Among the reasons why IRBM plans are not successfully implemented are: (a) lack of collaborative efforts among various stakeholders; (b) inadequate management capacity and (c) financial and legislative constraints.
The rakyat must make IRBM an issue of importance to their livelihood and call on decision makers to allocate adequate budget for and remove constraints that inhibit its implementation.
Under the Federal Constitution, lands and rivers come under the jurisdiction of state governments. As such, state governments must play their role in preventing pollution above water intake points, including carefully considering approval of projects upstream of water intake points.
To illustrate the power of the state and hence its responsibility, we can look at Selangor, which has its own water resources management authority, Lembaga Urus Air Selangor (LUAS). The Selangor Waters Management Authority Enactment 1999 confers LUAS vast powers to protect water resources, prohibit or limit discharges into state rivers and implement management plans to conserve water resources.
In effect, LUAS holds the regulating power to impose stricter conditions and standards for effluents discharged into rivers. For that, WWF-Malaysia calls on Malaysians to support the Selangor state’s proposal to impose “zero discharge” conditions to industries as well as moratoriums on new projects that discharge polluting effluents and runoff into the rivers upstream of water intake points.
TMDL studies are planned for a number of rivers under the 12th Malaysia Plan. This is commendable, but there is an urgent need to expedite them.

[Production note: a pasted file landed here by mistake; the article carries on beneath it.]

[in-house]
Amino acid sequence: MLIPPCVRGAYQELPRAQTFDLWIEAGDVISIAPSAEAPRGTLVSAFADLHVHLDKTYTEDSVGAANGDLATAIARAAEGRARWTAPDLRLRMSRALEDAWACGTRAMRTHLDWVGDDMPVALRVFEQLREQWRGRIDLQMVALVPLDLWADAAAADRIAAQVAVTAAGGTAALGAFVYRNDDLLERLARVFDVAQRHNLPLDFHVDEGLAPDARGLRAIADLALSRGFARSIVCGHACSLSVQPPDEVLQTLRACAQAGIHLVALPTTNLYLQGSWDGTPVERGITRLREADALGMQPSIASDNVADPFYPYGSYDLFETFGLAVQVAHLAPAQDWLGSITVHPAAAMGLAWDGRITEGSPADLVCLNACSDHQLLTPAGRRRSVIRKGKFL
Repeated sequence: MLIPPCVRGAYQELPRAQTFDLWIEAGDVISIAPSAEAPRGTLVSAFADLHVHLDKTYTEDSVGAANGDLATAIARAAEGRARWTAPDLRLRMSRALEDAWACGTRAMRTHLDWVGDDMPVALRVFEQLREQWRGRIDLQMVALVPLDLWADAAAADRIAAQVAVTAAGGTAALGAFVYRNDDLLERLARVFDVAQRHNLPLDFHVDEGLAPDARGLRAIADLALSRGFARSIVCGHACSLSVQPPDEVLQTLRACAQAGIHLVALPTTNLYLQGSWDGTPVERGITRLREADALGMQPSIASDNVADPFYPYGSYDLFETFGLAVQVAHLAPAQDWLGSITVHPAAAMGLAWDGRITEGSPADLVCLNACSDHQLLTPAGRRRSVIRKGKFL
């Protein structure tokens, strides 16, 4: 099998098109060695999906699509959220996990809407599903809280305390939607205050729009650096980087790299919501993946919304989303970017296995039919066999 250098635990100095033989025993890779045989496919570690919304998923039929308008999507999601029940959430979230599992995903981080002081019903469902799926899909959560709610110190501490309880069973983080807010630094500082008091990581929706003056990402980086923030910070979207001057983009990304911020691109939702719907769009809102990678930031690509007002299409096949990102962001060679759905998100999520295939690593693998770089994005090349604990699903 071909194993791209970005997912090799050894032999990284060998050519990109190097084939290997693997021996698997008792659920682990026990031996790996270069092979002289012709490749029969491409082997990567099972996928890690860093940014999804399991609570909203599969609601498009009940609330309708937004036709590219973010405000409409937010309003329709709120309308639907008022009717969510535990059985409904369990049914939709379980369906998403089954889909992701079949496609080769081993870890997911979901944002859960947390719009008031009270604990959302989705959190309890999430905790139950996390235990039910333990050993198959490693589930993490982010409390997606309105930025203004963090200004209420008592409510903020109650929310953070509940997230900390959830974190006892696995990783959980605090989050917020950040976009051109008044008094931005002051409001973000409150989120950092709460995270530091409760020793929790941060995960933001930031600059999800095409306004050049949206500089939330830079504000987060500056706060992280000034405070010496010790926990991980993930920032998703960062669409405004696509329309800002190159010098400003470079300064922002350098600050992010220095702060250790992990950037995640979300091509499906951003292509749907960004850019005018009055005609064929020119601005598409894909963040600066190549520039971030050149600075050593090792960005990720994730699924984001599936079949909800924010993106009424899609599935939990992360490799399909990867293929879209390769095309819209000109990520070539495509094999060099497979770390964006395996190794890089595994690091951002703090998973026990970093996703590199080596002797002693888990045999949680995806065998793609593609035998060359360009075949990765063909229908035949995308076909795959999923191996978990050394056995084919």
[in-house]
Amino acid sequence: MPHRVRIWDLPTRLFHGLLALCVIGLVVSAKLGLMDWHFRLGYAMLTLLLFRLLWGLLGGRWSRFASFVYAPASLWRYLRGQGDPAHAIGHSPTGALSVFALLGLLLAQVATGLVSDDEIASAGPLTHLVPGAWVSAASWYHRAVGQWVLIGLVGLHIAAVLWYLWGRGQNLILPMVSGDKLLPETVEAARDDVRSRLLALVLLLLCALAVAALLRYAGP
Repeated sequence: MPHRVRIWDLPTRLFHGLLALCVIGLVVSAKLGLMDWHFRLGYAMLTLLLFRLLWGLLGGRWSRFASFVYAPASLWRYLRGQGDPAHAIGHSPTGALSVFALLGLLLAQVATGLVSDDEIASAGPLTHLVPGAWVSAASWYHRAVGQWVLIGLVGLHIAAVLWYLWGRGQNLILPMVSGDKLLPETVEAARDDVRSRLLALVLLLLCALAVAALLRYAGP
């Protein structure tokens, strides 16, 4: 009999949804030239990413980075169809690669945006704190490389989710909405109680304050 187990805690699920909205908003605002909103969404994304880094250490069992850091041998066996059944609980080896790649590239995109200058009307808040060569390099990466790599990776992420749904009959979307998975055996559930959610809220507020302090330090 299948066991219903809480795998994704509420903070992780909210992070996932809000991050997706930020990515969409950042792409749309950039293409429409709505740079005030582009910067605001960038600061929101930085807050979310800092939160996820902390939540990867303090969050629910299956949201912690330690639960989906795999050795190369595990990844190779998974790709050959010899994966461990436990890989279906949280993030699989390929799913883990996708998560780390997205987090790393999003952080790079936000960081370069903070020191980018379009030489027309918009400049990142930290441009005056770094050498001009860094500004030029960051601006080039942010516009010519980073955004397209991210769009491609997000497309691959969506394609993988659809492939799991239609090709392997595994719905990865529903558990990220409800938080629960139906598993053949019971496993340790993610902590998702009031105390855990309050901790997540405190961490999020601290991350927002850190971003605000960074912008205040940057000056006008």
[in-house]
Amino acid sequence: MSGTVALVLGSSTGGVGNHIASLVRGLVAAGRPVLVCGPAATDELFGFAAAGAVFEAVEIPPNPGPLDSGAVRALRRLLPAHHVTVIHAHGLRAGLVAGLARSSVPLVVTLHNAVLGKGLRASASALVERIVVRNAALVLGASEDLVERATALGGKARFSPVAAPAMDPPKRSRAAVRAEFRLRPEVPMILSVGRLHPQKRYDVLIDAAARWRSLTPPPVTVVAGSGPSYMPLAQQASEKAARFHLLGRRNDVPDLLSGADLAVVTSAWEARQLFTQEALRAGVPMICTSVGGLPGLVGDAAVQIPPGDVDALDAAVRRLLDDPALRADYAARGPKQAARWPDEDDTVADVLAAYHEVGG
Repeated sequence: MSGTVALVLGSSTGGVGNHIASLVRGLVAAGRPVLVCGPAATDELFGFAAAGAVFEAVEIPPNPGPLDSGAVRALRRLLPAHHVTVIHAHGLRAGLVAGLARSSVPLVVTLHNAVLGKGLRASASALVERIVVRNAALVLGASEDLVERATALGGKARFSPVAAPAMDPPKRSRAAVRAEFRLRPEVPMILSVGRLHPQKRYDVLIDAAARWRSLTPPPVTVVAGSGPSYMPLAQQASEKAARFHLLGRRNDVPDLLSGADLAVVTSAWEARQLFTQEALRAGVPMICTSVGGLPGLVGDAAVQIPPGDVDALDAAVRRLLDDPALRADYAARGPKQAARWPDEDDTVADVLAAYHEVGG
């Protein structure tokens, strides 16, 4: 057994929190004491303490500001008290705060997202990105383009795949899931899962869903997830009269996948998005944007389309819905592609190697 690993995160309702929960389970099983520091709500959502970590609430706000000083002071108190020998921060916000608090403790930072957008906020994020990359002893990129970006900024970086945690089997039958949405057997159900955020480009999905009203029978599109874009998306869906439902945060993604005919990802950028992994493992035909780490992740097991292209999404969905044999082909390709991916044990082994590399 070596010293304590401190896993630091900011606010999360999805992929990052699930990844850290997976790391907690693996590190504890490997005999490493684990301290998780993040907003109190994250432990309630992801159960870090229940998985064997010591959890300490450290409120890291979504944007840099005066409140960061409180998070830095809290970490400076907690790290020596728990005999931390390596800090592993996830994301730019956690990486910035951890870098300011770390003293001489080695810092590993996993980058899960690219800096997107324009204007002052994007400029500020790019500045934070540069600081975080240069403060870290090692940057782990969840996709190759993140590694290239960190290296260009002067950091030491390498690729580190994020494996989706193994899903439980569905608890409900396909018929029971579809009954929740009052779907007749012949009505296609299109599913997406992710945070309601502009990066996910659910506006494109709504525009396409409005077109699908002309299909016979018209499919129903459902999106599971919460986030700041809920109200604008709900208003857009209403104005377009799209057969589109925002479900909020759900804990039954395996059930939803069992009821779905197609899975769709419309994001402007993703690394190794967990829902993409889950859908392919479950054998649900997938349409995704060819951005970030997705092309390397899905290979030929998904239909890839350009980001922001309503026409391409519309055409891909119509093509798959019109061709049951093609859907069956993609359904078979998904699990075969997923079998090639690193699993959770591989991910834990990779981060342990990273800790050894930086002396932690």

Water resources management authorities can play a crucial role in safeguarding our water resources, including the implementation of TMDL studies. Thus, we call on state governments without such authorities to establish and empower water resources management authorities similar to LUAS.
Local authorities should also enhance efforts to identify illegal industries that operate upstream of water intake points, especially those known for activities that could potentially pollute water resources. Firm action must be taken against them, including shutting their businesses down immediately. Legalising illegal industries is never a sound solution to river pollution. In fact, it may even encourage more illegal industries to sprout in the hope that they will eventually be legalised.
Enforcement also needs to be enhanced not just by the DOE but also by state and local authorities. Water resources management authorities similar to LUAS can be granted sufficient powers to protect and manage water resources sustainably as well as act on pollution cases.
We are blessed with abundant surface waters in our rivers. What we need to do is to adopt proactive and bold steps to prevent pollution and also protect our forested water catchments in order to secure our water needs. Our health and economy depend greatly on how well we protect and manage our forests and rivers.
Prevention is the key here; in this case, safeguarding our water resources is definitely more cost effective than suffering losses due to water disruptions.
DR HENRY CHAN